Breakfast offered a true taste of Southern hospitality—eggs and ham on a biscuit, cheese grits, apple crisp, coffee and juice. After breakfast I hopped into the car and drove south along the Cane River Road to visit the famous Natchitoches Parish Plantations. The Cane River community of the early 1800’s stretched for 19 miles along the river in central Louisiana; here Creole French farmers, free people of color, and slaves coexisted, mostly peaceably, in antebellum America. The excellent historical novel “Cane River” by Lalita Tademy explores the complex lives of the peoples of Cane River.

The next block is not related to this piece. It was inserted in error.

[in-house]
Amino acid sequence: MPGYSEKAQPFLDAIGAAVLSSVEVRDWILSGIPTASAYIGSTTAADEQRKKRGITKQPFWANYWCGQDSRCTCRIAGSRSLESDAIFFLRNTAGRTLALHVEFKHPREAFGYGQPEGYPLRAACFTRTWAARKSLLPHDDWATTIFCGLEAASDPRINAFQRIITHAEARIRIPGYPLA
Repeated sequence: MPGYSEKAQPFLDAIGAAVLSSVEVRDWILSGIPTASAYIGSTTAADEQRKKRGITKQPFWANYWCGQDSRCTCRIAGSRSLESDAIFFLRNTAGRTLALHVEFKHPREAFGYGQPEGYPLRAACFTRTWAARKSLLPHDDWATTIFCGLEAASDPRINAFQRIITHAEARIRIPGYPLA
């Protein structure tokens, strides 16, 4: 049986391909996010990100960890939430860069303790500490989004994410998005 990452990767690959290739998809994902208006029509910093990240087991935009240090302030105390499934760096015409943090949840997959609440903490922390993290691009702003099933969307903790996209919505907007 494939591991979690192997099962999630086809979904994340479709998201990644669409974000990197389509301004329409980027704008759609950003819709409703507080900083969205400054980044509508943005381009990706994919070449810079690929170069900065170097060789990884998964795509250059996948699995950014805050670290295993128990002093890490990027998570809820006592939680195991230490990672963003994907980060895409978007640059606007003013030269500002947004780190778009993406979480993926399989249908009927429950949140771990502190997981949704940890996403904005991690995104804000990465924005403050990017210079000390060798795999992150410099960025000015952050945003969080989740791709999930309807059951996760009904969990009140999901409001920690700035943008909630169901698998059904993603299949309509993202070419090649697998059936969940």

By the late 1800’s the property had been sold to Cammie Henry and she transformed the plantation into a haven for artists and writers. One of the more interesting artist stories involves Clementine Hunter, a black women who worked as a field hand and a cook for the family. She discovered palettes of discarded paints and began painting on her own. In bright primitive style, Miss Clementine’s paintings are a record of real people and their lives along the banks of the Cane River. She painted all four walls of one of the out-buildings on the plantation. The building is preserved as a national landmark and Clementine Hunter’s paintings are now worth hundreds of thousands of dollars.
|Clementine Hunter's Inspirational Paintings.|
The plantations of Natchez, Mississippi are also worth a visit. See my blog report: http://onedayinamerica.blogspot.com/2012/04/visiting-rosalie-and-burn-plantations.html